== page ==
Sans income from cinemas, LGUs urged to tax streaming sites
With potential revenues from movies and concerts basically gone, local government units (LGUs) may want to look into taxing alternative sources, such as online streaming sites, according to the state-run National Tax Research Center (NTRC).
While the gradual easing of lockdowns has allowed some malls and movie theaters to restart operations in some parts of the country, LGUs would have to find ways to recover reliable income that could have otherwise come from amusement taxes, the think tank said in a report last week.
For instance, NTRC said “there are online streaming shows that can still be classified as sources of amusement.” LGUs “can tap these sites as sources of tax revenues as the country enters the chapter of the ‘new normal’,” it added.
The think tank, cited for example, Chicago’s ruling to collect local amusement taxes from video sites and subscription channels.
Aside from the national amusement tax prescribed by the Tax Code, a local levy is also imposed by provinces, cities and municipalities under the Local Government Code of 1991.
National amusement taxes cover the income of TV, radio and movie producers as well as cockpits, cabarets and clubs, jai alai, professional basketball and boxing games.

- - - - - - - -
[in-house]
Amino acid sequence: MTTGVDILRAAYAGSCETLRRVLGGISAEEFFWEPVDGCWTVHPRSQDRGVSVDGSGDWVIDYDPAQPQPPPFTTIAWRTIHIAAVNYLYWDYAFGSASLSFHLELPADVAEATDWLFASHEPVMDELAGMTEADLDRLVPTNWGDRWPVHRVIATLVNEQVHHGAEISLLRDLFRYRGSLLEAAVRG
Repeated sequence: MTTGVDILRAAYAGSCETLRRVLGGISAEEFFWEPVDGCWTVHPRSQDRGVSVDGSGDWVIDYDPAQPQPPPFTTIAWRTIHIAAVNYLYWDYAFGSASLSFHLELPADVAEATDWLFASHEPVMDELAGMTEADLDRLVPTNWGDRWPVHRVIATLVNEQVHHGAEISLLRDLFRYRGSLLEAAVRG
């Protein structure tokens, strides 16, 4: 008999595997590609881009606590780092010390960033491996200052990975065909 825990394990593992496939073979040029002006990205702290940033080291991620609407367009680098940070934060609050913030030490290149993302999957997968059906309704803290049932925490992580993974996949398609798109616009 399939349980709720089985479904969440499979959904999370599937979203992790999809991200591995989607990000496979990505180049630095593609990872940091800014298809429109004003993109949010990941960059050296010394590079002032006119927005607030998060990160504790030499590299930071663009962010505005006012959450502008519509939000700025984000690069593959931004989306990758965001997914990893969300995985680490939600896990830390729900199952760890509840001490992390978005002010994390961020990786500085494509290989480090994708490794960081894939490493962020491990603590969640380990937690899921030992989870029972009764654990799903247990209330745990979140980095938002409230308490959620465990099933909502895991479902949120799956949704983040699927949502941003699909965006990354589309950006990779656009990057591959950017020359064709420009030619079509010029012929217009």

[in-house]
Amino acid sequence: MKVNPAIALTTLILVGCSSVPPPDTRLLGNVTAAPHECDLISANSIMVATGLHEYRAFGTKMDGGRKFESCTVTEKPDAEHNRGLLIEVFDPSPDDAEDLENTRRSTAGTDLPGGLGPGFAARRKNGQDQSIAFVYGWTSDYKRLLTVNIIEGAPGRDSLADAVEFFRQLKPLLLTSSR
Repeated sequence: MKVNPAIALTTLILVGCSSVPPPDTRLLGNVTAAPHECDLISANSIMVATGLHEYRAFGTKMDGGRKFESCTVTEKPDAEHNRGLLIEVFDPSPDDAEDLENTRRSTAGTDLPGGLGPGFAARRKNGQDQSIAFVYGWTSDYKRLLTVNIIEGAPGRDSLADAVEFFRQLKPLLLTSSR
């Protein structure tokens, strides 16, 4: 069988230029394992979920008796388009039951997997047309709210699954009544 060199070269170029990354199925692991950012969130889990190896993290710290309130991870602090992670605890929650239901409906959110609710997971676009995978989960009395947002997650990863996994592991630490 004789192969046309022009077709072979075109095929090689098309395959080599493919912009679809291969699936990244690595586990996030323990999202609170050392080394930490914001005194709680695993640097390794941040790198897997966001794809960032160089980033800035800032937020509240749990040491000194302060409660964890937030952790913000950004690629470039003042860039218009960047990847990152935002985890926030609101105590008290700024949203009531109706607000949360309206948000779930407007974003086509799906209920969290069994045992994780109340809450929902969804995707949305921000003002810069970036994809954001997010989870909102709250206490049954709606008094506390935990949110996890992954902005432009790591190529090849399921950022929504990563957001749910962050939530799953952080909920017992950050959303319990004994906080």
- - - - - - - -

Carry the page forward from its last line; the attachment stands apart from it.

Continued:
Review the law
Local governments, on the other hand, cover sales of cinemas and theaters, concert halls, circuses and boxing arenas, among other amusement places, according to the NTRC.
“Congress should consider reviewing the Local Government Code to align the limitations and taxing powers of LGUs to modern business models” in a bid to widen their tax base, the NTRC said.
Prepandemic, the national government collected amusement taxes averaging P134.5 million yearly from 2014 to 2018, while LGUs had a bigger combined annual average take of P887.72 million in the same period, the NTRC said.
Yearly collections from national and local amusement taxes also rose by an average of 10.71 percent and 7.76 percent, respectively, during the period.
But with various quarantine measures in place, such as the closure of movie houses, “LGUs in the greater Manila area were severely affected given that almost half of the amusement taxes contributors are located in this area,” NTRC said.
The NTRC noted at least six concerts of foreign artists scheduled at the height of the most stringent enhanced community quarantine (ECQ) from mid-March to May last year were canceled, resulting in an estimated foregone revenues of P9.81 million.
“In the case of amusement tax from movie theaters, the estimated foregone revenue is about P270,625 per screening or P1.08 million for four movie screenings per theater, per day” during the ECQ period, the NTRC said.
The cancellation of cockfighting or “sabong” events last year also resulted in “a significant loss of amusement tax collection for the national government as the ticket prices for [an international derby] ranged from P1,200 to P1,800,” the NTRC noted.
“Although local and national amusement taxes revenues are insignificant as percentage of total tax revenue of the local (less than 0.5 percent) and national government (less than 0.03 percent), it is still a reliable revenue source because these contribute income that can be used to finance various social and economic programs of the government,” the NTRC said. INQ
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